Tuesday, 4 July 2017

Textile memories of Wales in the 1980s and beyond

Last week, a quilting friend started an interesting topic about Welsh fabrics on Facebook in one of the quilting groups, but it now seems that the whole discussion has been deleted! So, before I forget about some of the information that was shared there, I thought a blog post (which won't disappear) might be useful.  I have added a LOT of links, so please do follow them, for even more information and photos.

I lived in mid Wales in the 1980s, going to UCW Aberystwyth in 1984 and staying on after graduation.  I had a part time clothing business in the late 1980s, and made a lot of custom clothes using Laura Ashley fabrics. Laura Ashley clothes were made in Wales at that time, with the main factory in Carno, so a lot of surplus fabric seemed to escape onto the markets.  There were two main fabric suppliers for me - a stall in Aberystwyth's market hall, which sold fabrics by the yard and also made very plain and quite distinctive pinafore dresses, and Phil Wheeler's market stall at Machynlleth and Clarach summer Sunday markets, superseded by their shop in Machynlleth which opened some time in the 1990s.  I used to get to Clarach by walking the cliff route over Constitution Hill and bringing the fabrics back in a backpack. Aberystwyth had another fabric shop, on the corner of Terrace Road and Cambrian Place, but it was more dressmaking fabrics with a lot of synthetics. There was also the very occasional foray to Aberkhan in Mostyn, North Wales (I didn't drive, so was dependent on friends going there).  Of course, once Laura Ashley stopped production in Wales, these sources of fabrics gradually dried up. 

The quilt in these photos is my Lulea Log Cabin, where I used up the scraps left over from making baggy trousers out of these fabrics and mixed in other scrap bag materials, including some Liberty fabrics.  The trousers were very much 'one size fits most' and had elasticated waists and pleats at the ankle.  I sold them at a craft co-operative called Chapel Crafts at Aberporth and also took stalls at the Aberystwyth Christmas Crafts fairs a few times.  Somewhere I have a lot of 35mm prints of these places and will eventually find them and post them - in another blog post I think. The quilt border is Laura Ashley - a kind of twill woven brushed cotton that they produced a lot in the 1980s - as are the very dark, rich prints in the patchwork.  Deep greens, turquoises, burgundy and cerise pinks were very much in fashion back then.  I wish I could buy those fabrics now!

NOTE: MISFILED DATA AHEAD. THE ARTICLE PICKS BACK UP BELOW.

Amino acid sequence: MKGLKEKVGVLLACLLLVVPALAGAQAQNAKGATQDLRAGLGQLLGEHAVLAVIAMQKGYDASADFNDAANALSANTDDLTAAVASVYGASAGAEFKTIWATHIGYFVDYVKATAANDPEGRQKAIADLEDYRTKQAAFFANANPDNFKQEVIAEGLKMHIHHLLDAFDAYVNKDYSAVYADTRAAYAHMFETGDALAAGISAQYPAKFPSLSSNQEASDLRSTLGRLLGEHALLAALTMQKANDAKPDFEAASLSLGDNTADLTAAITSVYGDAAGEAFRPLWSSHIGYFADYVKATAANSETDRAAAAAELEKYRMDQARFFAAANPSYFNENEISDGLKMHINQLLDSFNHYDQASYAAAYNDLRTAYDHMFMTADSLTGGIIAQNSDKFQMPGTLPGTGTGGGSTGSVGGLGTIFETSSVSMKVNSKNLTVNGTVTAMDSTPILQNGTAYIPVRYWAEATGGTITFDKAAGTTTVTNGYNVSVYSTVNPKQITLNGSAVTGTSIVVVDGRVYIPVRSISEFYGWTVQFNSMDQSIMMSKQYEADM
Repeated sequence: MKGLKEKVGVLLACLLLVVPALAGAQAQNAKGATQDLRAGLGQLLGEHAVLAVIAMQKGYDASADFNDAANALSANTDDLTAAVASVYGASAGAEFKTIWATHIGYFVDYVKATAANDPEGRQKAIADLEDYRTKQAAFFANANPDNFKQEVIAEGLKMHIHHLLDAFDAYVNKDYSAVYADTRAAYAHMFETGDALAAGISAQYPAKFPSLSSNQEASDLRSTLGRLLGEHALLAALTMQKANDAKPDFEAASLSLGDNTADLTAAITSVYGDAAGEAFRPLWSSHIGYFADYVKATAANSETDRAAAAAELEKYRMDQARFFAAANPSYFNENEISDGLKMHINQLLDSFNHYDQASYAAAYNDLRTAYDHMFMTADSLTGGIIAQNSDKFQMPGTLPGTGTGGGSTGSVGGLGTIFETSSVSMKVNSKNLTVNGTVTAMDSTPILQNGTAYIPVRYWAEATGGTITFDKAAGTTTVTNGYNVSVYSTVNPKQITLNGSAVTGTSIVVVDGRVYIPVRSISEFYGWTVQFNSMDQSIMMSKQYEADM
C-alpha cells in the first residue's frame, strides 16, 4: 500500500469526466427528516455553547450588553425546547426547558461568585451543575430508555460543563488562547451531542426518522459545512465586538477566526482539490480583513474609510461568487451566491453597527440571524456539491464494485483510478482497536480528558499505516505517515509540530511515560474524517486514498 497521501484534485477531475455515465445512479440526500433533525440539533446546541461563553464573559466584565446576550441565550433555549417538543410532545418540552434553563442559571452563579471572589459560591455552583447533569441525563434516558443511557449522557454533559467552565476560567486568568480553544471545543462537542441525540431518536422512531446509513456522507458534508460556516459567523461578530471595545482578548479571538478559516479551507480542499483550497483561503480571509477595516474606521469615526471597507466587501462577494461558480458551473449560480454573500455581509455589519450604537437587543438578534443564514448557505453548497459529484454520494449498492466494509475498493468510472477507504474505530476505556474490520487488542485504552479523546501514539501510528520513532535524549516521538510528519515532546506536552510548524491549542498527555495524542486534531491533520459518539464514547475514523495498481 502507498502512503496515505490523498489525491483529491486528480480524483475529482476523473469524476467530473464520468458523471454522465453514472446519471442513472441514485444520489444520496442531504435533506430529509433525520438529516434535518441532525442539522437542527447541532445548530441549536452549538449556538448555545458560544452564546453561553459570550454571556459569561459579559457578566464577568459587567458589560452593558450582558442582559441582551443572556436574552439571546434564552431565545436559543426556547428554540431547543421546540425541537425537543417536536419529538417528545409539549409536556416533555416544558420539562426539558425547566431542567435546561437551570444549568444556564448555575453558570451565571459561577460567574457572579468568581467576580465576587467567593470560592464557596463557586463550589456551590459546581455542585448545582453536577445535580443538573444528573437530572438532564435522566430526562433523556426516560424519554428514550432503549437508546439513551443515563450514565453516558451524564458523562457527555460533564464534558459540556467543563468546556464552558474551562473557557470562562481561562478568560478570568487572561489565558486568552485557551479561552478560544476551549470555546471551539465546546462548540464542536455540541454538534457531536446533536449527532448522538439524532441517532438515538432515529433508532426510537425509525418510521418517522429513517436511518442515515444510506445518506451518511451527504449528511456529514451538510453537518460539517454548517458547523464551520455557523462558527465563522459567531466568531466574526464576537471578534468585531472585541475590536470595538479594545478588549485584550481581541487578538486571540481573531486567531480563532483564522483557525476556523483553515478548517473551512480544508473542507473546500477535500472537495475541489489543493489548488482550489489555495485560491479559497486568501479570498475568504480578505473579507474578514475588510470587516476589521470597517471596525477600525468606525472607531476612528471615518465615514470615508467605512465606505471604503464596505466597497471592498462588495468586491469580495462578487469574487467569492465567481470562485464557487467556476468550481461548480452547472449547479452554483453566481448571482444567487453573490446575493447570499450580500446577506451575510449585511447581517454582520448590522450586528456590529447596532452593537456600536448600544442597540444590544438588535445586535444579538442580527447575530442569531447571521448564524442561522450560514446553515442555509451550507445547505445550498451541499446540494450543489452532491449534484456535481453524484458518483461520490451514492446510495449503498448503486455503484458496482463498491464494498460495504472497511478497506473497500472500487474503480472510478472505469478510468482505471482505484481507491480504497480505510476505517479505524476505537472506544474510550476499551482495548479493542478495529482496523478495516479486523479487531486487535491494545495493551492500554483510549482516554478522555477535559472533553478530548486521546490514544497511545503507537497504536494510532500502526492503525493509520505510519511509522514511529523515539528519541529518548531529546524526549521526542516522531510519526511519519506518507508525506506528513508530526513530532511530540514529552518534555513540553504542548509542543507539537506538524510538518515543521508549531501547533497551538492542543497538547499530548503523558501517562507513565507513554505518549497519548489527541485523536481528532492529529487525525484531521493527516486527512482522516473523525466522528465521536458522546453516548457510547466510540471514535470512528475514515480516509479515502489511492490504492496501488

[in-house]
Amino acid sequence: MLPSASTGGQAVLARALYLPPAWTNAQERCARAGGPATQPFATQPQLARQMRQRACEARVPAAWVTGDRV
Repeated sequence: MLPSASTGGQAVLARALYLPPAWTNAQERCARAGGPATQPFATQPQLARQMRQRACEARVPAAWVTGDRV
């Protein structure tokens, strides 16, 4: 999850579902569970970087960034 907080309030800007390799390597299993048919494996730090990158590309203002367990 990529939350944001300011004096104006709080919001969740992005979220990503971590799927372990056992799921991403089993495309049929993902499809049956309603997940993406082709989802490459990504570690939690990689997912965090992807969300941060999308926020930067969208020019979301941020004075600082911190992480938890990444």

The question that started off the blog post was about whether there were any cotton mills left in Wales.  As far as I know, there was never a Welsh cotton weaving industry - the Welsh product was wool and, in the nineteenth century, there were still many small mills working in relatively isolated spots in the country.  Wales doesn't have the easiest road network in the West and a lot of it was never well linked by railways either, so I guess although the climate would have been good for cotton (high humidity, like Lancashire), getting the raw materials in and the finished product out wouldn't have been practical logistically. 

I learned a lot about Welsh textiles from various sources when I lived in Aber, although I never made any kind of formal study of the subject.  We had collections like that at Ceredigion Museum on our doorstep (literally, as I once lived just along the road from the Museum!) and I also used to visit the famous collection that was displayed in the large room across the top of Aberystwyth railway station (the part that is now the toilets for the Wetherspoons pub there).  This collection belonged to Mrs Evans, who also displayed a lot of it in several corner shop windows in the High Street/old town area between the castle and the harbour.  These shop windows were set up to look like displays from the turn of the last century.  She collected anything and everything of local interest, and the main exhibition was very hands on - you could touch anything and I think you could even try some of the clothes on.  She had a circular shop rail that was full of Welsh flannel skirts.  After she died and the exhibition was closed (and the front of the railway station became a pub), I heard that her collection had gone to Ceredigion Museum.